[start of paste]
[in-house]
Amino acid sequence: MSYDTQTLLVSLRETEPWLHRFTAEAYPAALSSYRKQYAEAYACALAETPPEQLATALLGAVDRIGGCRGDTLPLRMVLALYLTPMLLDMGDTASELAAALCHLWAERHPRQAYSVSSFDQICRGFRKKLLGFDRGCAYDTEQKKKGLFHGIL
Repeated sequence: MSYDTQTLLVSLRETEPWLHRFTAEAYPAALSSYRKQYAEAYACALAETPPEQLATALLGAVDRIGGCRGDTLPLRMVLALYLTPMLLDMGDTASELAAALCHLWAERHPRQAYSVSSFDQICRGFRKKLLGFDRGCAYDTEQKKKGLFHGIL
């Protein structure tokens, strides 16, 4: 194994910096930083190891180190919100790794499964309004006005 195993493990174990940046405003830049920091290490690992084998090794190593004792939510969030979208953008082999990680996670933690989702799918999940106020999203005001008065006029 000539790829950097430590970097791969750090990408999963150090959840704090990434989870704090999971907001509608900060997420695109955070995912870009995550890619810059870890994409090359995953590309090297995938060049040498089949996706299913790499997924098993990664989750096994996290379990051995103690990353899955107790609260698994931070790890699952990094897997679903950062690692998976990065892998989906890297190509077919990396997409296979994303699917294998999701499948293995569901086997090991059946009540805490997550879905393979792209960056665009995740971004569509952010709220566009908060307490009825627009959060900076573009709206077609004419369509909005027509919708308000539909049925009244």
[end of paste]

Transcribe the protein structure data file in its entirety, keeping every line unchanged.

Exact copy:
[in-house]
Amino acid sequence: MSYDTQTLLVSLRETEPWLHRFTAEAYPAALSSYRKQYAEAYACALAETPPEQLATALLGAVDRIGGCRGDTLPLRMVLALYLTPMLLDMGDTASELAAALCHLWAERHPRQAYSVSSFDQICRGFRKKLLGFDRGCAYDTEQKKKGLFHGIL
Repeated sequence: MSYDTQTLLVSLRETEPWLHRFTAEAYPAALSSYRKQYAEAYACALAETPPEQLATALLGAVDRIGGCRGDTLPLRMVLALYLTPMLLDMGDTASELAAALCHLWAERHPRQAYSVSSFDQICRGFRKKLLGFDRGCAYDTEQKKKGLFHGIL
């Protein structure tokens, strides 16, 4: 194994910096930083190891180190919100790794499964309004006005 195993493990174990940046405003830049920091290490690992084998090794190593004792939510969030979208953008082999990680996670933690989702799918999940106020999203005001008065006029 000539790829950097430590970097791969750090990408999963150090959840704090990434989870704090999971907001509608900060997420695109955070995912870009995550890619810059870890994409090359995953590309090297995938060049040498089949996706299913790499997924098993990664989750096994996290379990051995103690990353899955107790609260698994931070790890699952990094897997679903950062690692998976990065892998989906890297190509077919990396997409296979994303699917294998999701499948293995569901086997090991059946009540805490997550879905393979792209960056665009995740971004569509952010709220566009908060307490009825627009959060900076573009709206077609004419369509909005027509919708308000539909049925009244």